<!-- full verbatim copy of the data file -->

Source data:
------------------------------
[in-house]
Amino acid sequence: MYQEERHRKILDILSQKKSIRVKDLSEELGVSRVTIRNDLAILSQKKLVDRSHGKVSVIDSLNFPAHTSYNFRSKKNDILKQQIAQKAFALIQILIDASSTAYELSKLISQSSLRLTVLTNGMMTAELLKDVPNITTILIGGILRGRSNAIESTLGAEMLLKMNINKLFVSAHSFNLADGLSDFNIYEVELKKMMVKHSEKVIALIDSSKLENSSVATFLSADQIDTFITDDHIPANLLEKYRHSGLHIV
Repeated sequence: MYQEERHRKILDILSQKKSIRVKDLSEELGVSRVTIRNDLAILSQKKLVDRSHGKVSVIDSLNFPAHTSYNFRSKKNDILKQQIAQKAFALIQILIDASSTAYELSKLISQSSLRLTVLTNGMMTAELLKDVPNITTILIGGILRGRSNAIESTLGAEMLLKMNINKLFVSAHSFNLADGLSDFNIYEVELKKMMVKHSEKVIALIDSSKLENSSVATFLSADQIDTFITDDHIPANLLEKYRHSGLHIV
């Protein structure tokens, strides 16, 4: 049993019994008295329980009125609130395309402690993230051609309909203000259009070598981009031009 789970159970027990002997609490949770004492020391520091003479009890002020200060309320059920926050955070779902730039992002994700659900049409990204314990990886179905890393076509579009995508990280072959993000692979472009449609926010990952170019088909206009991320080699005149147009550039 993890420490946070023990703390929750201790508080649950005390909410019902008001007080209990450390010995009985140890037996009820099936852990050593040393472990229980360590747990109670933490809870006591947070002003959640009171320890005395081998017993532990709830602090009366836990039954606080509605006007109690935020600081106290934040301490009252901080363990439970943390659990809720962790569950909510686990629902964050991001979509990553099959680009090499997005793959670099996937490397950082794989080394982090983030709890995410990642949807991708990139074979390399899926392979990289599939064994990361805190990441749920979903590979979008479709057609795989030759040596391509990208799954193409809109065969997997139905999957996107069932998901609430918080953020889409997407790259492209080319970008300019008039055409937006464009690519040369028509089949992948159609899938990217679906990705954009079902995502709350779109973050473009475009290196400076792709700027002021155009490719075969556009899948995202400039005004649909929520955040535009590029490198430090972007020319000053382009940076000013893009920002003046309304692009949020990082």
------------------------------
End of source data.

[in-house]
Amino acid sequence: MYQEERHRKILDILSQKKSIRVKDLSEELGVSRVTIRNDLAILSQKKLVDRSHGKVSVIDSLNFPAHTSYNFRSKKNDILKQQIAQKAFALIQILIDASSTAYELSKLISQSSLRLTVLTNGMMTAELLKDVPNITTILIGGILRGRSNAIESTLGAEMLLKMNINKLFVSAHSFNLADGLSDFNIYEVELKKMMVKHSEKVIALIDSSKLENSSVATFLSADQIDTFITDDHIPANLLEKYRHSGLHIV
Repeated sequence: MYQEERHRKILDILSQKKSIRVKDLSEELGVSRVTIRNDLAILSQKKLVDRSHGKVSVIDSLNFPAHTSYNFRSKKNDILKQQIAQKAFALIQILIDASSTAYELSKLISQSSLRLTVLTNGMMTAELLKDVPNITTILIGGILRGRSNAIESTLGAEMLLKMNINKLFVSAHSFNLADGLSDFNIYEVELKKMMVKHSEKVIALIDSSKLENSSVATFLSADQIDTFITDDHIPANLLEKYRHSGLHIV
């Protein structure tokens, strides 16, 4: 049993019994008295329980009125609130395309402690993230051609309909203000259009070598981009031009 789970159970027990002997609490949770004492020391520091003479009890002020200060309320059920926050955070779902730039992002994700659900049409990204314990990886179905890393076509579009995508990280072959993000692979472009449609926010990952170019088909206009991320080699005149147009550039 993890420490946070023990703390929750201790508080649950005390909410019902008001007080209990450390010995009985140890037996009820099936852990050593040393472990229980360590747990109670933490809870006591947070002003959640009171320890005395081998017993532990709830602090009366836990039954606080509605006007109690935020600081106290934040301490009252901080363990439970943390659990809720962790569950909510686990629902964050991001979509990553099959680009090499997005793959670099996937490397950082794989080394982090983030709890995410990642949807991708990139074979390399899926392979990289599939064994990361805190990441749920979903590979979008479709057609795989030759040596391509990208799954193409809109065969997997139905999957996107069932998901609430918080953020889409997407790259492209080319970008300019008039055409937006464009690519040369028509089949992948159609899938990217679906990705954009079902995502709350779109973050473009475009290196400076792709700027002021155009490719075969556009899948995202400039005004649909929520955040535009590029490198430090972007020319000053382009940076000013893009920002003046309304692009949020990082």